By Epigram Film & TV Editorial Team 2019/20
As all good things must come to an end, so must our time as Film & TV's Editorial team. With this change marching on, and the academic year coming to an end with a whisper, not a bang: we are reminiscing on some of film and television's saddest goodbyes and season closes.
Blackadder Goes Forth ‘Goodbyeee’ (1989)
By Leah Martindale, Film & TV Editor 2019/20
There is something especially touching when comedies get sad. The higher you are lifted, after all, the further you must fall. Over four seasons Blackadder became renowned for its classically British, bizarre, sarcastic stylings, kickstarting the careers of Mr Bean (1990-95) Rowan Atkinson and Jeeves and Wooster (1990-93) forerunners Hugh Laurie and Stephen Fry.
Over seven years, the familiar characters of Edmund, Baldrick, Percy, and George became synonymous with British ridiculousness and the endurance of the British spirit. It is for this reason particularly that the ending of the show, with the ‘Big Push’ over into No Man’s Land, is particularly painful. No cunning plan, no turn of phrase, no Charlie Chaplin costumed scheme could halt the inevitable.
The dramatic irony is tangible as Captain Darling celebrates: ‘Thank God. We lived through it. The Great War, 1914 to 1917.’ We must know, watching a wartime comedy, how it would end. And yet, we didn’t. Victims of comedic misdirection, and guilty of historical misremembering, we are forced to face the facts: that comedic endurance is no match to the march of time. And what, really, could be sadder?
Portrait Of A Lady On Fire (2020)
By Louie Bell, Deputy Film & TV Editor 2019/20, News Investigations Editor 2020/21
Art and love collide in Céline Sciamma’s masterful tale of a short romance between Héloïse, an aristocrat and Marianne, the painter commissioned to produce a portrait for her older future husband. Like the flames in the titular portrait, the romance burns briefly and brightly, allowing them to just scratch the surface of what could’ve been.
Winner of the Queer Palm at last years Cannes Film Festival, historically the only win for a female director, the film finds beauty not so much in the portrait itself, but in the gaze used to produce it. The half-smiles, the unprovoked laughter, the complete absence of the male gaze make this relationship completely authentic and utterly romantic.
No cunning plan, no turn of phrase, no Charlie Chaplin costumed scheme could halt the inevitable
And then it ends. The heavy dose of fate that we all know is heading our way reflects our heartbreak in theirs, as we watch the last time the lovers ever encounter one another, albeit at an insurmountable distance apart. A single shot, pushing slowly in as Vivaldi soares, providing the racing heartbeat of the moment as Héloïse remembers her past romance, tears flowing down her cheeks. A flicker of a smile through all her pain only serves to break our hearts all over again.
Call Me By Your Name (2018)
By Siavash Minoukadeh, Entertainment Subeditor 2019/20
Summer never seems to end in Call Me By Your Name’s Northern Italy but finally, in the very last moments, once the last peach has been *ahem* eaten, the fireplace roars into life for winter. Enter Elio (Timothée Chalamet) ready for Christmas: Perlman-style, with the 80s pastel polos replaced by - an admittedly equally 80s - patterned shirt.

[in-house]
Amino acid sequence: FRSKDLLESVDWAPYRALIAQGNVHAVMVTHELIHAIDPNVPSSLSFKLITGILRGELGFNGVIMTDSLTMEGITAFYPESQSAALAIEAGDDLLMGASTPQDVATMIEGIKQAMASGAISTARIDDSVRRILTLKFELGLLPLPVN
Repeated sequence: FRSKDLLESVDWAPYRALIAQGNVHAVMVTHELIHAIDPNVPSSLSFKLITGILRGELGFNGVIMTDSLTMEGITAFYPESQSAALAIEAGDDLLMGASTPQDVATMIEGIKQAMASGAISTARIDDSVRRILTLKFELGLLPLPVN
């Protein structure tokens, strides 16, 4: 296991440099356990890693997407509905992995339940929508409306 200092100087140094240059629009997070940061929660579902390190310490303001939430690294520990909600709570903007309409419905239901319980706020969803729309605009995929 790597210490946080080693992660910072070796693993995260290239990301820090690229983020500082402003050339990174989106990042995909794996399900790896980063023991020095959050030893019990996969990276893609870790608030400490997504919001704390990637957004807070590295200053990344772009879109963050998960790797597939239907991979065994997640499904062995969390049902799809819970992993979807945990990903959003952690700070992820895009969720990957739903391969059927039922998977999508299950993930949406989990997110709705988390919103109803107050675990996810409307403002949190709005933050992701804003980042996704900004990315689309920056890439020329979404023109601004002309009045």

Christmas comes early for everyone’s favourite precocious teenager, with a transatlantic phone call from grown-up frat-boy Oliver (Armie Hammer). Even over the crackly line, the passion - dare I say lust - oozes out. That is until Oliver breaks the news. Heartbroken? Elio sure is but so are we all. We don’t need to see Elio get upset when, with so much invested in this couple, we’re already feeling what he’s feeling.
Emotionally drained, there is nothing Elio can do other than just feel. Huddled by the fire, the credits roll over his tears, without any words to distract us. This is heartbreak depicted at its most raw, pure emotion. If you’re not already feeling like curling up in bed and never getting out again, then Sufjan Stevens’ ‘Visions of Gideon’ playing over the scene should get you there. It’s not a happy ending, but then again, many aren’t.
Toy Story 3 (2010)
By Daisy Game, Entertainment Subeditor 2019/20, Travel Editor 2020/21
New Year’s Resolution number fifty-six: this year, the ending of Toy Story 3 will not make me cry. When Andy gets out of his car, cardboard box full of pals in tow, I will say – out loud, for the record – ‘not THIS time Pixar: toy-cowboy themed meltdowns are a thing of the past!’. Flash forward to the annual Toy Story screening, and I’m watching Andy plonk himself down on the grass: fishing out the gang one by one, making Bonnie PROMISE she’ll take good care of them – and the resolution is going well.
It’s not a happy ending, but then again, many aren’t
I’m fine! Then I spot stowaway Woody - no, really, still fine! - and watch as Andy tenderly picks him up - a bit less fine now - and proceeds to offer his childhood-JOY-of-a-gift to the waiting Bon: and resolution number fifty-six is not looking good. Yet, even as college-boy-to-be Andy turns down that poplar lined, golden glow of a suburban street - I’m thinking: I might survive this after all.
The plaster has been ripped, and sure, it hurt – but I’m going to make it. Surpriiiiise! Those Pixar geniuses know how to get us whilst we’re down. A short, sweet - ‘so long, Partner’, bolstered with a surge of weepy, strings-y soundtrack: and I am one hundred percent no longer fine. Now please - go and get your toys out of the attic, and apologise for what you’ve done.
Featured: IMDb / Pixar Animation Studios
Which is sadder: these onscreen endings, or our Editors moving on?